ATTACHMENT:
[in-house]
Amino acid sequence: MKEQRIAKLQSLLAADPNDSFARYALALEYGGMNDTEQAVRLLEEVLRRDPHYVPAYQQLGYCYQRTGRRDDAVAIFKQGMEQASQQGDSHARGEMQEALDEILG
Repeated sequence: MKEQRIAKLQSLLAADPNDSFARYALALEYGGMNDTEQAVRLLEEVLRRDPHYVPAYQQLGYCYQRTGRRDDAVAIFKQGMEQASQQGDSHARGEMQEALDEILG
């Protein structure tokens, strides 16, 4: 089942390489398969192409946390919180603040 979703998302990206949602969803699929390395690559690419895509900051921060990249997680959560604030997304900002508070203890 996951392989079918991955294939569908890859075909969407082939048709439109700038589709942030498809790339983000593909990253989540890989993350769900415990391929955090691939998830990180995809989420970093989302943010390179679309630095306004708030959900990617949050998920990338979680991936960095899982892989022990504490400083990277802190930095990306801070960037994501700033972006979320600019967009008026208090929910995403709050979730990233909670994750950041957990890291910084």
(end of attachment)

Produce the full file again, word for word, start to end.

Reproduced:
[in-house]
Amino acid sequence: MKEQRIAKLQSLLAADPNDSFARYALALEYGGMNDTEQAVRLLEEVLRRDPHYVPAYQQLGYCYQRTGRRDDAVAIFKQGMEQASQQGDSHARGEMQEALDEILG
Repeated sequence: MKEQRIAKLQSLLAADPNDSFARYALALEYGGMNDTEQAVRLLEEVLRRDPHYVPAYQQLGYCYQRTGRRDDAVAIFKQGMEQASQQGDSHARGEMQEALDEILG
């Protein structure tokens, strides 16, 4: 089942390489398969192409946390919180603040 979703998302990206949602969803699929390395690559690419895509900051921060990249997680959560604030997304900002508070203890 996951392989079918991955294939569908890859075909969407082939048709439109700038589709942030498809790339983000593909990253989540890989993350769900415990391929955090691939998830990180995809989420970093989302943010390179679309630095306004708030959900990617949050998920990338979680991936960095899982892989022990504490400083990277802190930095990306801070960037994501700033972006979320600019967009008026208090929910995403709050979730990233909670994750950041957990890291910084």